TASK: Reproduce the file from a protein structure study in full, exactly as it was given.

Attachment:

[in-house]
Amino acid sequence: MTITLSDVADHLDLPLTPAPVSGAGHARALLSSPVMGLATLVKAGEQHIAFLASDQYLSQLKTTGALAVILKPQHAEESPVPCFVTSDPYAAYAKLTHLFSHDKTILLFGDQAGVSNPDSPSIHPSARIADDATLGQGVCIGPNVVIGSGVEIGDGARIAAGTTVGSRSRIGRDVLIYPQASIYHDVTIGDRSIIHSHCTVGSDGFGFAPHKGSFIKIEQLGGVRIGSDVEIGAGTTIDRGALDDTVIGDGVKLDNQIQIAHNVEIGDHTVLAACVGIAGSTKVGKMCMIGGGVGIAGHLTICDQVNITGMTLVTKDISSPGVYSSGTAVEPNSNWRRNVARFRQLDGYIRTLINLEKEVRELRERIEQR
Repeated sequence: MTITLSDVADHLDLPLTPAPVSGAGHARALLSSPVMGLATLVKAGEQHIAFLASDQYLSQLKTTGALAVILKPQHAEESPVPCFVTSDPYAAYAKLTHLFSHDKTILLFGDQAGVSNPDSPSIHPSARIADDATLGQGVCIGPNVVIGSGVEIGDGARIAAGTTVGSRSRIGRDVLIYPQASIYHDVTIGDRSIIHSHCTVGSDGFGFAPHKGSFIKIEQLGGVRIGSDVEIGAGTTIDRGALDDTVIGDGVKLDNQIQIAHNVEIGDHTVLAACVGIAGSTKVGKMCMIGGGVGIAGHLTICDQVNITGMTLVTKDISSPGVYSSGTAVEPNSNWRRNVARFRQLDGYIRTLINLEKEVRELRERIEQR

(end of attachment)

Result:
[in-house]
Amino acid sequence: MTITLSDVADHLDLPLTPAPVSGAGHARALLSSPVMGLATLVKAGEQHIAFLASDQYLSQLKTTGALAVILKPQHAEESPVPCFVTSDPYAAYAKLTHLFSHDKTILLFGDQAGVSNPDSPSIHPSARIADDATLGQGVCIGPNVVIGSGVEIGDGARIAAGTTVGSRSRIGRDVLIYPQASIYHDVTIGDRSIIHSHCTVGSDGFGFAPHKGSFIKIEQLGGVRIGSDVEIGAGTTIDRGALDDTVIGDGVKLDNQIQIAHNVEIGDHTVLAACVGIAGSTKVGKMCMIGGGVGIAGHLTICDQVNITGMTLVTKDISSPGVYSSGTAVEPNSNWRRNVARFRQLDGYIRTLINLEKEVRELRERIEQR
Repeated sequence: MTITLSDVADHLDLPLTPAPVSGAGHARALLSSPVMGLATLVKAGEQHIAFLASDQYLSQLKTTGALAVILKPQHAEESPVPCFVTSDPYAAYAKLTHLFSHDKTILLFGDQAGVSNPDSPSIHPSARIADDATLGQGVCIGPNVVIGSGVEIGDGARIAAGTTVGSRSRIGRDVLIYPQASIYHDVTIGDRSIIHSHCTVGSDGFGFAPHKGSFIKIEQLGGVRIGSDVEIGAGTTIDRGALDDTVIGDGVKLDNQIQIAHNVEIGDHTVLAACVGIAGSTKVGKMCMIGGGVGIAGHLTICDQVNITGMTLVTKDISSPGVYSSGTAVEPNSNWRRNVARFRQLDGYIRTLINLEKEVRELRERIEQR